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Between 25.- 27th May 2018 researchers gathered for the AMADEE-18 science workshop at the Graz University of Technology. The specialists presented their first scientific results of the AMADEE-18 experiments, discussed lessons learned and how to increase collaboration between various analog researchers. Therefore, not only the AMADEE-18 Principal Investigators (PI’s) held lectures but we also included lectures from various analog institutions around the world like the university of North Dakota spacesuit laboratory, the HI-SEAS mission or the D-MARS analog in Ramon crater.
Gerhard Paar, one of Austria’s top specialists on vision based navigation from the Joanneum Research talked about how Mars rovers gain an understanding of their surrounding. His team is contributing scientifically software for the ESA ExoMars rover and the NASA Mars 2020 rover. Interesting detail: the navigation software on ExoMars will not travel with the rover to Mars but will be uploaded later, offering more time to validate the software. One key thing to successful navigation is the calibration of the cameras. In his talk, Gerhard Paar demonstrated very cool techniques & algorithms to improve images taking by rovers on Mars. Without these techniques our impression from Mars would be much different.
Yes. We discovered a hidden wadi. – The AMADEE-18 experiments.
ScanMars was a ground penetrating radar, were we acquired a total 1,7 km of radar tracks adding to 93617 individual radar-grams (our analog astronauts probably know now why that felt like really hard work). Various structures were identified including a river bed. Both PI’s are very happy with the data, which according to them is very good and rich. Moreover, they pointed out the positive attitude of the mission teams on Earth and Mars and appreciated very much real time problem solving (e.g. a broken cable was fixed). ScanMars will present their results at the European Planetary Science Congress in Berlin in September.
The MIMIC team explained us the method they use to analyze the data. During the mission over 10 hours of voice (30 GB) were recorded and are now being post-processed so that afterwards content & voice analyses can start. The scientist look into things like “What topics are talked, how often does a person use I, verbs vs. adjectives usage, negation, sentence structure, articulation – how fast is someone (when a person is tired the speed of voice will slow down) or how harsh is the voice”.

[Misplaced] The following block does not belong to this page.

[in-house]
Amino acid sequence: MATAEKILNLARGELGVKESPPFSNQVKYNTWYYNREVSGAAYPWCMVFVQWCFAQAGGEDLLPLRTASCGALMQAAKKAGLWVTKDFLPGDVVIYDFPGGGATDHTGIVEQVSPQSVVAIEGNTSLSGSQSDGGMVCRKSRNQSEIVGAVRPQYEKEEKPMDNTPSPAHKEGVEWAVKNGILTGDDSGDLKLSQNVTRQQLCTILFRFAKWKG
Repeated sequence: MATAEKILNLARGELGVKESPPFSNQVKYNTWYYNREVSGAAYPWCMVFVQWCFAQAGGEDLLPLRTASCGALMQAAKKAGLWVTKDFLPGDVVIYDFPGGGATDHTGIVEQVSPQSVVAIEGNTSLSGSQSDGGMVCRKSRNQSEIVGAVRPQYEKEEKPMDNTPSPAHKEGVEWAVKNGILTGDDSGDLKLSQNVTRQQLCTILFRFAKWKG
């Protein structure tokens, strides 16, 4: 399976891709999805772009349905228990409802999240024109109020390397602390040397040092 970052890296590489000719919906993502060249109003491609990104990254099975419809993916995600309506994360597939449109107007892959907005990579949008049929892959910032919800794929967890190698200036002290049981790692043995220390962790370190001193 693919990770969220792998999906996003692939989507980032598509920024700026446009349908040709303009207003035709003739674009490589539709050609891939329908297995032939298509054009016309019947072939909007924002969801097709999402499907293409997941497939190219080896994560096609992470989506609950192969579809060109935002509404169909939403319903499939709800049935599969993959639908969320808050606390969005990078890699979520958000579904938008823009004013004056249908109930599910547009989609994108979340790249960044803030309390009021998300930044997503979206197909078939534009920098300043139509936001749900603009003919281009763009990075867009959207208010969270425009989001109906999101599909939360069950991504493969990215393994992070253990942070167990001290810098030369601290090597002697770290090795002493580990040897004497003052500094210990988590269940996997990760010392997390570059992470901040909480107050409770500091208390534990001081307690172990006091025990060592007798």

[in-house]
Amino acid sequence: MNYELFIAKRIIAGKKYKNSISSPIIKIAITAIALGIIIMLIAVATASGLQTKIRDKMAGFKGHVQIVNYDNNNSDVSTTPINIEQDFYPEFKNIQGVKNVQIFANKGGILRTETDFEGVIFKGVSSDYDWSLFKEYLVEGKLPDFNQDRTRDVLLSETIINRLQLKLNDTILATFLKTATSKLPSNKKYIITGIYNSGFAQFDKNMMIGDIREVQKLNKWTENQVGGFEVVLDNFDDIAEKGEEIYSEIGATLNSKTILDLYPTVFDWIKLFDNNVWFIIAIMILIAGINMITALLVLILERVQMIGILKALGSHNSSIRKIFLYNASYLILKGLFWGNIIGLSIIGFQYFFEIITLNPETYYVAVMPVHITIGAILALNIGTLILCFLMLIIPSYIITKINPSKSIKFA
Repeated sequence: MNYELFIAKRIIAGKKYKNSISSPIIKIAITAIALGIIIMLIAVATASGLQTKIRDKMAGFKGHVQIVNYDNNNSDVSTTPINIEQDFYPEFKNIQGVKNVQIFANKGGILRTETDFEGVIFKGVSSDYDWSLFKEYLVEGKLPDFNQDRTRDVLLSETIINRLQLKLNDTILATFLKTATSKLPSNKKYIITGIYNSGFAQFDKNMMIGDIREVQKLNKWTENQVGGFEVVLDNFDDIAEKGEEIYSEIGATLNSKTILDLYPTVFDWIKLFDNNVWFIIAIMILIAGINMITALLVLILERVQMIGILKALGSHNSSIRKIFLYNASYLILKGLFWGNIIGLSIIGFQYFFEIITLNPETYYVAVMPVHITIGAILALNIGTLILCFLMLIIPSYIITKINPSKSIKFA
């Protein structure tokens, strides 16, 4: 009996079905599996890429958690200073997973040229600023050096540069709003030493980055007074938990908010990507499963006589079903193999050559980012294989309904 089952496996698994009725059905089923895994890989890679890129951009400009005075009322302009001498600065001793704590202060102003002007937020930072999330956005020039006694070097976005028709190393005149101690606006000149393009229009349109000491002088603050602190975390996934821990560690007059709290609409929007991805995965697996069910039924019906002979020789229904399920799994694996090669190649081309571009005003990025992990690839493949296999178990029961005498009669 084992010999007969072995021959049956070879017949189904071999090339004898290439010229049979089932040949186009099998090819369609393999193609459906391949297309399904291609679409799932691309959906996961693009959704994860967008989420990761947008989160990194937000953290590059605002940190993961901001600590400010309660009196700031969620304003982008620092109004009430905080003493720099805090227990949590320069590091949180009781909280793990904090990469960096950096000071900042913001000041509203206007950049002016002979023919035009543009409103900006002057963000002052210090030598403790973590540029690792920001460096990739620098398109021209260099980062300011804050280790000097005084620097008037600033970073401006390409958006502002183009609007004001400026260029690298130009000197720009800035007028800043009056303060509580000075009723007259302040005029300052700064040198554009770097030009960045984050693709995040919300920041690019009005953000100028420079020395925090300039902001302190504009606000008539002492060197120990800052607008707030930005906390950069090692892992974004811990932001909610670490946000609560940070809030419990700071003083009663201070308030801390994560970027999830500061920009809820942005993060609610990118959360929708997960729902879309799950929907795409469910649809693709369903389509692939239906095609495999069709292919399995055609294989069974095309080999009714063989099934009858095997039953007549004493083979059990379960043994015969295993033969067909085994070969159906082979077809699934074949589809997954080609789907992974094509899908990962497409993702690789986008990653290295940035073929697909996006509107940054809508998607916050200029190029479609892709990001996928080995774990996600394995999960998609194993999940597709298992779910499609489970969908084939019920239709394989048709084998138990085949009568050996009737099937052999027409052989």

The long term goal/vision of the scientists is to build a fully automized multilingual content analysis system with real-time analyses & feedback.
Growing under extreme conditions and setting a record.
HORTEXTREME, the greenhouse experiment of the Italian Space Agency was also a great success. During the simulation phase 4 species were cultivated, one of them (Rambo Radish – the name was not our choice, seriously!) grew best. This is a record exceeding previously tested laboratory conditions. Also other remarkable growth observations were obtained which are yet to be interpreted from the horticultural perspective.
Start me up mid-flight and I can still tell you where I am.
AVI-NAV: For them the big challenge was the homogenous terrain in Oman. To navigate visually it’s important to have structures on the ground e.g. small rocks or pebbles. Therefore their findings is that current State-of-the-Art camera-based navigation is not sufficient for aerial navigation on Mars or the AMADEE18 test site and a lots of software development needs to been done to be ready to fly on Mars (e.g. apply the recover algorithm, when the drone gets lost also to areas where the ground is to homogenous)
HUSKY: The autonomous navigation and mapping was successfully demonstrated within the vicinity of the Kepler Station. Outside it was difficult due to homogeneous surfaces and the locomotion of the rover was challenged due to the send. The PI posed the question “Is an autonomous system the right thing? How can we bring down the complexity in this systems”? The team indicated that the “successful failure” in AMADEE-18 helped them a lot to build a viable basis for further integration into analog missions
With live links to the Spacesuit lab at the university of North Dakota, Michaela Mussilova a HI-SEAS participants and the DMARS analog in Ramon craters the audience got some exclusive insights into different analogs.
The scientific resume: AMADEE-18 got us closer to Mars. Mission accomplished?
Towards the end of the workshop, there was a very productive discussion on the process of including the experiment teams into the OeWF missions and what to do better and what the strengths were. Basically, there was also a consensus, that the scientific teams felt that AAMDEE-18 was an important milestone for European analog research.
The scientific work is not finished yet, over the next months the results will be published in various peer-reviewed papers as well as presented in different conferences like the SpaceOps conference in France the European Planetary Science Congress in Berlin or the International Astronautical Congress in Bremen.
And for all the scientists who just found out about our Mars analog research, we have good news: In our Multi Mission Science data archive many raw data awaits you to be analyzed.
- OeWF Multi-Mission-Science-Data-Archive
- PRoViScout – vision based navigation for planetary roversn
- North Dakota spacesuitlab
- HI-SEAS analog simulation
- DMARS analog simulation
- Alpen-Adria University in Klagenfurt
- Technical University Graz
- AMADEE-18 Mars Simulation: All experiments and final report
This article is available in: German
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